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Catalytic Site Atlas Version 2.2.12
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CSA entry for 2f61
Original Entry
Title:
Hydrolase
Compound:
Acid beta-glucosidase
Mutant:
No
UniProt/Swiss-Prot:
P04062-GLCM_HUMAN
EC Class:
3.2.1.45
Other CSA Entries:
Overview of all sites for 2f61
Homologues of 2f61
Entries for UniProt/Swiss-Prot: P04062
Entries for EC: 3.2.1.45
Other Databases:
PDB entry: 2f61
PDBsum entry: 2f61
UniProt/Swiss-Prot: P04062
IntEnz entry: 3.2.1.45
Literature Report:
Introduction:
Acid beta-glucosidase (GCase) is a 497 amino acid membrane-associated lysosomal exo-beta-glucosidase, whose defective activity leads to the Gaucher disease. GCase cleaves the beta-glucosidic linkage of its major, natural substrate, glucosylceramide, as well as synthetic beta-glucosides.

The 497 amino acid mature glycoprotein is derived from 517- or 536- amino acid precursors containing leader sequences that are removed during transit through the endoplasmic reticulum membrane. Cotranslational glycosylation occurs at four out of the five N-glycosylation sites. This glycosylation is essential for the development of the catalytically active enzyme.

The catalytic cycle of GCase is dependent on the conformational changes during the transition state. Binding of effectors to specific sites of the enzyme induce the neccessary changes required to active the enzyme.
Mechanism:
The catalytic cycle proceeds through a two-step reaction mechanism. Glycosylation of the active site by the substrate is followed by deglycosylation with release of beta-glucose.

1. The substrate O-glycosidic bond is protonated by Glu 235.
2. Nucleophilic Glu 340 attacks the protonated glycosidic substrate bond.
3. Glucose becomes covalently bonded and the leaving group is removed.
4. Deprotonation of water by Glu 235.
5. The activated hydroxyl ion nucleophile attacks the enzyme-substrate complex, releasing beta-glucose.
Sites:

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Found by:
Literature reference 

ResidueChainNumberUniProt numberFunctional part FunctionTargetDescription
GLUA 235 274Sidechain
Acid/baseSubstrate
Acid/baseWater
Glu 235 protonates the substrate O-glycosidic bond, activating it towards nucleophilic attack by Gluy 340. Deprotonation of a water molecule by an acid/base reaction liberates the hydroxyl ion, which is then able to attack the enzyme-glucose complex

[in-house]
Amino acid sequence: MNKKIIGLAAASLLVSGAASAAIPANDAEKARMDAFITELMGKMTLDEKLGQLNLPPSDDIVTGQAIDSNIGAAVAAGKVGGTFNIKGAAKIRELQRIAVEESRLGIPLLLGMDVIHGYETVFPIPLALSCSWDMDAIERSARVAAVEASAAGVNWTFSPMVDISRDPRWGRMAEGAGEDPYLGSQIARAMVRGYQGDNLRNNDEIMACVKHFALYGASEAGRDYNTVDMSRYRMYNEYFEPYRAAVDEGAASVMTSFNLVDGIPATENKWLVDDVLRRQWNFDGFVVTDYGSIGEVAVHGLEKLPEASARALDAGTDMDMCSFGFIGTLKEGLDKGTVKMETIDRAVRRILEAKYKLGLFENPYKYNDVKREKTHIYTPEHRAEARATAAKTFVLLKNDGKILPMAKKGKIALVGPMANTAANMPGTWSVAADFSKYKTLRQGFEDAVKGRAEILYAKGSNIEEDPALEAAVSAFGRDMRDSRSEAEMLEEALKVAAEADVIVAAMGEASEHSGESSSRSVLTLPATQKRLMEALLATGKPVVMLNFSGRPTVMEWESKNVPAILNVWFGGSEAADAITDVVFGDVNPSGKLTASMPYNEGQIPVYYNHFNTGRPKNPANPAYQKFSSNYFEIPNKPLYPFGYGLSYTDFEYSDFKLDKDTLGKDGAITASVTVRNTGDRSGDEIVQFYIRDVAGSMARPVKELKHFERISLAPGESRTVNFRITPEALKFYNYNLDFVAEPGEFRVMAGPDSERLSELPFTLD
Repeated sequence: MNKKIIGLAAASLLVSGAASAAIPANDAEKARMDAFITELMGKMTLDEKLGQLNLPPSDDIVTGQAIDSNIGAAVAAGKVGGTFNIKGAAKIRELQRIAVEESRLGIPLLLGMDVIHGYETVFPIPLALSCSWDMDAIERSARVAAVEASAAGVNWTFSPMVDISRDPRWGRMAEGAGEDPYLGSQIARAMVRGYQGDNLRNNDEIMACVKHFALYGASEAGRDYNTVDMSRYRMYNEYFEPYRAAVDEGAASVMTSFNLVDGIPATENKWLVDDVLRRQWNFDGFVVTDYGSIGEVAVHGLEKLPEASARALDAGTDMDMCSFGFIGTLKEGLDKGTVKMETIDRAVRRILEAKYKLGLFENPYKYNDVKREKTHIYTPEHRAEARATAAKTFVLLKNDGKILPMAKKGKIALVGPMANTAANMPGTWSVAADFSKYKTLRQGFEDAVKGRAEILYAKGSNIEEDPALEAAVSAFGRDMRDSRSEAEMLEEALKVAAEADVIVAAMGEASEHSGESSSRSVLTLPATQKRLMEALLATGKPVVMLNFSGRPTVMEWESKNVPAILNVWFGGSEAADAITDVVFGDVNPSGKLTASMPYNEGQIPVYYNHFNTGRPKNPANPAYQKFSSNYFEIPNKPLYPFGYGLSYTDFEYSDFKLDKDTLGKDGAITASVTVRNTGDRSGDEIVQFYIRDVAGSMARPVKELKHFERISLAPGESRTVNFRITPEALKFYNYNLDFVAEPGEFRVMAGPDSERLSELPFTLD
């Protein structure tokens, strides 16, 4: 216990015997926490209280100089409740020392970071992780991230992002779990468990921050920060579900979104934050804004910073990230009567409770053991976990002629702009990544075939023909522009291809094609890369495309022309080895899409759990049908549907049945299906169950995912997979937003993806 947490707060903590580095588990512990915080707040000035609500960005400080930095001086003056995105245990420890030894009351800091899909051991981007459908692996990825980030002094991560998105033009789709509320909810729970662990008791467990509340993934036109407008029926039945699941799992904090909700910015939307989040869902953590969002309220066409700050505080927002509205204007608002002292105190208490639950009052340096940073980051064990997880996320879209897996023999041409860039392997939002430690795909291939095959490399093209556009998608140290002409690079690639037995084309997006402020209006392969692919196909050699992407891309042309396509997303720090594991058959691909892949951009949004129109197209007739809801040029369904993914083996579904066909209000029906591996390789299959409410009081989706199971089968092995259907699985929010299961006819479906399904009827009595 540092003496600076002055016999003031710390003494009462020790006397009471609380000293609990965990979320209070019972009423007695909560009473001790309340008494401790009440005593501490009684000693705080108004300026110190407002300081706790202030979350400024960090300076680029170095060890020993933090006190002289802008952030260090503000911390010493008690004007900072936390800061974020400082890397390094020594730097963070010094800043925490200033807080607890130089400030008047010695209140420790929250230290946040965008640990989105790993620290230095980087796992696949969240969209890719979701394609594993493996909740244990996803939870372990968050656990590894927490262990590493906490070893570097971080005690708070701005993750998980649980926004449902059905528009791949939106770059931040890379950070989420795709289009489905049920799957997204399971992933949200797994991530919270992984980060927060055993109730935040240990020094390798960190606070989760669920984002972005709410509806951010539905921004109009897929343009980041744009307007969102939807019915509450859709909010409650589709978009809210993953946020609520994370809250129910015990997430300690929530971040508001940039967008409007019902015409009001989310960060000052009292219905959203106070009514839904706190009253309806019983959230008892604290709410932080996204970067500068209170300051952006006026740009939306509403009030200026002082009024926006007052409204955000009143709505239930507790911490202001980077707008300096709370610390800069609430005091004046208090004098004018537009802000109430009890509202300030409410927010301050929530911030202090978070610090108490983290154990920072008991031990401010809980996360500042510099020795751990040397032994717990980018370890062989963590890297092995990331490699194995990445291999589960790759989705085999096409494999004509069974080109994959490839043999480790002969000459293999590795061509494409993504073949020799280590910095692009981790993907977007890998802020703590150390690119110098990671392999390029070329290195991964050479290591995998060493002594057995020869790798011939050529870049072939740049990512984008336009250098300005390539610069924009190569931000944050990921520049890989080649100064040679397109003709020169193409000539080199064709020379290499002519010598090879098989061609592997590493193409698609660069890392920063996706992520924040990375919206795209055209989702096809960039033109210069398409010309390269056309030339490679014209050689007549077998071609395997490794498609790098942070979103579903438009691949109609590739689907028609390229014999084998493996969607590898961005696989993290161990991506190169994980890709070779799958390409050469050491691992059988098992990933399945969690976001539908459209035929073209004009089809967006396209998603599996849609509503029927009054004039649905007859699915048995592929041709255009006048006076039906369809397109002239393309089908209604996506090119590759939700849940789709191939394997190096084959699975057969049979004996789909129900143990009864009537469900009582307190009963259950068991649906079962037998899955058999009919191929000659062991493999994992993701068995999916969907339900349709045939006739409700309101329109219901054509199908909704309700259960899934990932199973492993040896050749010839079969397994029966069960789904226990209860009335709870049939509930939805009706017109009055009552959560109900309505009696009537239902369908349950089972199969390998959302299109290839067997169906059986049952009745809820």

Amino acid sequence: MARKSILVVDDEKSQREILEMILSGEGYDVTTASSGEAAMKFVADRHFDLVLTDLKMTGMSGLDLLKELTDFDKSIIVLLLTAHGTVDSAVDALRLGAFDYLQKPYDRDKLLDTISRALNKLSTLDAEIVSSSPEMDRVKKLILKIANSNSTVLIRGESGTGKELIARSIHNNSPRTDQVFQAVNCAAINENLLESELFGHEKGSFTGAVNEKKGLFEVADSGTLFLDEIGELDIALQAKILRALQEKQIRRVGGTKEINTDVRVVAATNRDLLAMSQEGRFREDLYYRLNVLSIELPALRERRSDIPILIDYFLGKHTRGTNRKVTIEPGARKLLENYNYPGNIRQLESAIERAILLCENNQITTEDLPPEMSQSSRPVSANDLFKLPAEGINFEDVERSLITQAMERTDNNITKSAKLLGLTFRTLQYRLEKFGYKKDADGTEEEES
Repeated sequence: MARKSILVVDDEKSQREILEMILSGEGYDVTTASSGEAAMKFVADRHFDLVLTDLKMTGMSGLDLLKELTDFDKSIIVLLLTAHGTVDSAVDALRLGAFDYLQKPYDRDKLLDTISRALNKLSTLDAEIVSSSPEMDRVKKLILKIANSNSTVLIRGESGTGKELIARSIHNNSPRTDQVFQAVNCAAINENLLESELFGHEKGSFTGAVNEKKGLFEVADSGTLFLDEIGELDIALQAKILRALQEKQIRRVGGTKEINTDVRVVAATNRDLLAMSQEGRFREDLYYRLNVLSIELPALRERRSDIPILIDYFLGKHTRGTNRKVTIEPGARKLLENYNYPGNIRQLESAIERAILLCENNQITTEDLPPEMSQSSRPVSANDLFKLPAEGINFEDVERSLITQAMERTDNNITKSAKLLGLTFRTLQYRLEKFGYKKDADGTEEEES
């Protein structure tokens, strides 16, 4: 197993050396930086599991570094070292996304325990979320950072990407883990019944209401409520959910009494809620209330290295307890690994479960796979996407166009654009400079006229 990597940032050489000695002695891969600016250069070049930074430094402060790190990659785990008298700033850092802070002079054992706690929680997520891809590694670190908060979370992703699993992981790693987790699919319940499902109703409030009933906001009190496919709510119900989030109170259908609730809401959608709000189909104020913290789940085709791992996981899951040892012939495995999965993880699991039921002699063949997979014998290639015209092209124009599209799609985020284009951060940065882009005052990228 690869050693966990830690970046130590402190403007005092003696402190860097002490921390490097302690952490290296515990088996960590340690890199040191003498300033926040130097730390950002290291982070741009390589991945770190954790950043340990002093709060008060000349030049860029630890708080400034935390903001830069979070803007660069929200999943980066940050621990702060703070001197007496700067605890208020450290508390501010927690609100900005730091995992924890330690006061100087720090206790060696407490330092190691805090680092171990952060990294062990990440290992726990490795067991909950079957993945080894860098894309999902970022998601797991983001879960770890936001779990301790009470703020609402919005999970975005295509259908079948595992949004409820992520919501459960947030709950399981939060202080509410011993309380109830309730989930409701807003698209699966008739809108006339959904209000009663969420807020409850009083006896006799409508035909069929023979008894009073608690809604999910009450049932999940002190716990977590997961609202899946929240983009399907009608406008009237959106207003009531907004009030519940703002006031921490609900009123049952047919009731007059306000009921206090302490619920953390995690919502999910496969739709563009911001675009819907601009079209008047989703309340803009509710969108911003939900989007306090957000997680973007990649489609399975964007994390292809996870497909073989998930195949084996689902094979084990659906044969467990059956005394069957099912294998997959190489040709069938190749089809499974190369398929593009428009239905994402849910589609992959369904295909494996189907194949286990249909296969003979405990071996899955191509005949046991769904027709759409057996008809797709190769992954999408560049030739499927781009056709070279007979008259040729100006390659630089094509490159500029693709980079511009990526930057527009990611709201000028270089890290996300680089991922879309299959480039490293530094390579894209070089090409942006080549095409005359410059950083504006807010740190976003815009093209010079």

Evidence from paper Evidence concerns Evidence type
PubMed ID 16293621 Current protein Mutagenesis of residue

ResidueChainNumberUniProt numberFunctional part FunctionTargetDescription
GLUA 340 379Sidechain
NucleophileSubstrate
Glu 340 attacks the substrate O-glycosidic bond, which is susceptible to nucleopphilic attack due to protonation from an acid/base reaction with Glu 235.
Evidence from paper Evidence concerns Evidence type
PubMed ID 16293621 Current protein Mutagenesis of residue

ResidueChainNumberUniProt numberFunctional part FunctionTargetDescription
CYSA 342 381Sidechain
ElectrostaticTransition state
Cys 342 is located near to the active site nucleophile, Glu 340, and has significant conformational and local effects. This ensures that other residues are positioned appropriately for catalytic activity
Evidence from paper Evidence concerns Evidence type
PubMed ID 16293621 Current protein Mutagenesis of residue
Notes:
Further residues are thought to have indirectly catalytic roles. Arg 120 and Asn 370 are believed to have indirect roles by maintaining an active conformation and by altering active site access.

Cysteines involved in disulphide formation are essential to formation and/or preservation of an active enzyme.
References:
1
Analyses of variant acid beta-glucosidases: effects of Gaucher disease mutations.
B. Liou and A. Kazimierczuk and M. Zhang and C. R. Scott and R. S. Hegde and G. A. Grabowski
J Biol Chem 281, (7) 4242-53, (2006).
16293621
2
Human acid beta-glucosidase. Use of inhibitory and activating monoclonal antibodies to investigate the enzyme's catalytic mechanism and saposin A and C binding sites.
D. Fabbro and G. A. Grabowski
J Biol Chem 266, (23) 15021-7, (1991).
1714449
3
Analysis of human acid beta-glucosidase by site-directed mutagenesis and heterologous expression.
M. E. Grace and K. M. Newman and V. Scheinker and A. Berg-Fussman and G. A. Grabowski
J Biol Chem 269, (3) 2283-91, (1994).
8294487
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